And, to my surprise, I found that being true to my self had its own rewards. Suddenly, I hit my stride. People appreciated me for me, not only silently accepting me for who I was but demanding that I allow my full talents and personality to emerge. In effect, encouraging me to be the person that they knew I could be.

As a parent, I find myself constantly struggling to avoid shaping my son into the image of who I think he should be. The overwhelming message that I want my son to absorb is that, as long as he is not harming another, he can be whoever he wants and that dreams don’t merely belong to the realm of fantasy. And so, I try to stand back, remove the obstacles that lie in his path to clear the way so that he can become the full version of who he is meant to be. By encouraging him to play large, meet the challenges of his own desires, and explore the rooms to his own inner mansion, I hope to one day be pleasantly surprised when he becomes something more than even I could have dared to imagine.

Self-efficacy

After I split up with my husband and found myself to be a single mom solely responsible for a boy that had just turned one, I couldn’t help but reflect on where I had gone wrong. I constantly thought about how I could have made the mistake of marrying someone who couldn’t go the distance and take the final, irrevocable step into adulthood. While there were indications along the way that my husband was more of a dreamer than a finisher, it never occurred to me that he would be incapable of stepping into the role of father, caregiver, and provider.

Hiking around a desolate lake on Vancouver Island months later, as I ascended and descended the rugged terrain that was quietly in bloom with the promise of spring, I silently reflected on my new lover and his potential. And, in that moment, it occurred to me that while some people have many obvious talents, skills, and aptitudes, it is the rare person who has a strong sense of self-efficacy.

When I ran this thought by my cousin, she asked me what I meant by this. In trying to disentangle the jumble of my thoughts, I explained that, for me, it meant not only the ability to dream in Technicolor but the ability to believe that you can and, if you choose to engage, that you will effect the outcome you dream.

As I warmed up to my explanation, I asked her why it is that there are people like Jim Carey, who believe so strongly in the future that they want for themselves, that they are able to write a check to themselves for $20 million dollars, knowing, with certainty, that they will one day be able to cash it. Or, on a smaller scale, the infinite number of people who set a life vision or goal for themselves, and systematically go about accomplishing it, regardless of the setbacks that they encounter along the way.

I believe that what makes these people different is their ability to envision a future world that they, themselves, want to live in and place the full power of their intention behind their unique set of energies, creativity, and human potential to make it happen.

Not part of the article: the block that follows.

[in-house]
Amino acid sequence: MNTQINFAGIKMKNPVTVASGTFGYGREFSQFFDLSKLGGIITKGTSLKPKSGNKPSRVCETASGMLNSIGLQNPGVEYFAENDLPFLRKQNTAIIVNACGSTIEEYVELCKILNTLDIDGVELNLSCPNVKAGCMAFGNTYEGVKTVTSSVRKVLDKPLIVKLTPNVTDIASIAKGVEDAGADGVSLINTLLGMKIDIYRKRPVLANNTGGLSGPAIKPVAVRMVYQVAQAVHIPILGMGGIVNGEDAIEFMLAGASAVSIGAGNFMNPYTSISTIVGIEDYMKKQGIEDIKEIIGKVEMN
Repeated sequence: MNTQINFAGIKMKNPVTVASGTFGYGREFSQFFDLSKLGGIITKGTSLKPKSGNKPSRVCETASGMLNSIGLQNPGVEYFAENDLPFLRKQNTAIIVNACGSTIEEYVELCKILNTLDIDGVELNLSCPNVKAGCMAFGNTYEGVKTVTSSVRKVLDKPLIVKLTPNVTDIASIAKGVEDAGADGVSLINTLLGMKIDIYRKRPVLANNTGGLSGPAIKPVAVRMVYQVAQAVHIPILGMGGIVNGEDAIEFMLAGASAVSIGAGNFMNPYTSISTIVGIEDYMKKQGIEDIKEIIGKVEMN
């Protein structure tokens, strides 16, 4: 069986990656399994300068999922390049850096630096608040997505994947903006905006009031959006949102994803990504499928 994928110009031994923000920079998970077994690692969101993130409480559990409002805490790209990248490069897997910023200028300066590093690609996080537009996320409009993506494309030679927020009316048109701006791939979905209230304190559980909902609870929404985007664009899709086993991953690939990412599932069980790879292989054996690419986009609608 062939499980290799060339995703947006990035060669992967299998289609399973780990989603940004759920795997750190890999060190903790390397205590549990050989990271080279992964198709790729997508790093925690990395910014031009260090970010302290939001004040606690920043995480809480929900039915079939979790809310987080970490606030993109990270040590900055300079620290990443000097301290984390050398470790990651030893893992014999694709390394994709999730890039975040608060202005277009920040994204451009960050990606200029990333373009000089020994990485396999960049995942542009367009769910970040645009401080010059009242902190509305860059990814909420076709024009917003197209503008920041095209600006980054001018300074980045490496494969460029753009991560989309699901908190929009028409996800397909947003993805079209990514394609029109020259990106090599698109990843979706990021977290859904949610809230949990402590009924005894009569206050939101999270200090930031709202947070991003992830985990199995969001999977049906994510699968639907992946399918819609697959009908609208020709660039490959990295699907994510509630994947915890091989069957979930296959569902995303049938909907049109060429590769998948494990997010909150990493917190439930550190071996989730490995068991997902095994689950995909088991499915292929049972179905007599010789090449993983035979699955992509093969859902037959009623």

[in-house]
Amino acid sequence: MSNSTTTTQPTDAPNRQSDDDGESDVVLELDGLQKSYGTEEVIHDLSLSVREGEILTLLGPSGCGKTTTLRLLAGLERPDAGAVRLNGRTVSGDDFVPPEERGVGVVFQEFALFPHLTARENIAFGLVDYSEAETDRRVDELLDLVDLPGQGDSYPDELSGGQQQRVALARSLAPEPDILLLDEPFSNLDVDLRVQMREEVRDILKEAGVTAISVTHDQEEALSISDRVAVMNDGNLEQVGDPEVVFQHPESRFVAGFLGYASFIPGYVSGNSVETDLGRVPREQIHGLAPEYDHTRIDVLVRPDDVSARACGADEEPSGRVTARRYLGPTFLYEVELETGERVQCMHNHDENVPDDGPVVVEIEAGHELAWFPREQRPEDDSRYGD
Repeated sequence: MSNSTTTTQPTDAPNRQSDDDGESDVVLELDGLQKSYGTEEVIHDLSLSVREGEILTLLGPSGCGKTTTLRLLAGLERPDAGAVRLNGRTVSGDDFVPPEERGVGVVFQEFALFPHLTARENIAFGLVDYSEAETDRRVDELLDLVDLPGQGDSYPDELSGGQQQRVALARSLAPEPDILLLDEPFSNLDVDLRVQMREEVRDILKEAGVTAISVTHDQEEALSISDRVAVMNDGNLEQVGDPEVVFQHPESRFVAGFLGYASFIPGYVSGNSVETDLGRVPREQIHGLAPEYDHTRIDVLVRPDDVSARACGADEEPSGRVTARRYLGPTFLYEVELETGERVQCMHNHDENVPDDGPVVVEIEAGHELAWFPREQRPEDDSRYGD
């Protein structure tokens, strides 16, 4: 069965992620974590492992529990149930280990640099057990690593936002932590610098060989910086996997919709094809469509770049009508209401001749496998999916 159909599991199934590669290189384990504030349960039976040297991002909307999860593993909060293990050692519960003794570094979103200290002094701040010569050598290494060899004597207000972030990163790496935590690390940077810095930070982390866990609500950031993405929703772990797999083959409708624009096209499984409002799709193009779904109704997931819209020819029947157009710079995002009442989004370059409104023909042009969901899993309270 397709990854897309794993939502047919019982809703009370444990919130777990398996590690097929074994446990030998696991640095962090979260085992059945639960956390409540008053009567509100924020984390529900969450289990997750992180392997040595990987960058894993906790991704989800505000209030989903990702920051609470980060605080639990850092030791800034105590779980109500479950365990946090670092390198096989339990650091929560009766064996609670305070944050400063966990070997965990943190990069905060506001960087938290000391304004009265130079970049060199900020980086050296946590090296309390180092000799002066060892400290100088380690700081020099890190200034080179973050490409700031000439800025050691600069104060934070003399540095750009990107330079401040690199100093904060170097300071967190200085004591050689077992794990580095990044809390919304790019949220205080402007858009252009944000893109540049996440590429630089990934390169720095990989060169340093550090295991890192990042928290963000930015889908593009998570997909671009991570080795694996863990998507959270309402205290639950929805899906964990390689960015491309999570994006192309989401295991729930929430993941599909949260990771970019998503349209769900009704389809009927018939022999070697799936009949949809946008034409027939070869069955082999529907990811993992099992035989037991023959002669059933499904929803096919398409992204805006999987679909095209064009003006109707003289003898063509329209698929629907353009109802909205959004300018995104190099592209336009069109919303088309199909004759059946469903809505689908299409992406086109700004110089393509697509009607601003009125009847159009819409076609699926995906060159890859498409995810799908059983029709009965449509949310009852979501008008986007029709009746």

Although I myself came from a uniquely bizarre family constellation, often exposed to and forced to deal with uncomfortable and inappropriate situations from a young age onwards, the one thing that I never doubted was my ability to accomplish something that I resolutely set my mind to. My parents were always firmly in my corner, believing in me and my power to create whatever I could envision. As a parent, I believe that if I can pass this sense of control over one’s destiny on to my son, I will leave him an important and long-lasting legacy, enabling him to embrace the beauty of the present while tapping into his talents, develop himself, and create the Technicolor world in which he wants to live.

Being in the moment

Often, when I’m hanging out at the park with my son we’re with other parents and their children. Inevitably, as the kids play, we comment on their natures and, invariably, based on the characteristics displayed in that particular moment, someone starts to make predictions about what each one will be when they grow up.

Watching my son play in the sandbox at the park, I marvel at the fact that he can spend hours moving sand from pail to pail, enthralled with the possibilities that each grain presents, as if each movement were truly a depiction of the sands of time. And it strikes me that this is not the only activity in which he is capable of completely immersing himself, wholly absorbed as if nothing else exists in the world. For him, unlike us grownups, there is no past and future, only the here and now.

Reflecting on this, I’m reminded of a poster that I had on my wall as a child that stated “Happiness is as a butterfly, which if pursued is just beyond your grasp but if you will sit down quietly, may alight upon you.” Although I must have read this particular poem countless times each night for numerous years and could recite it off the top of my head, it’s only recently that I’ve begun to absorb its message.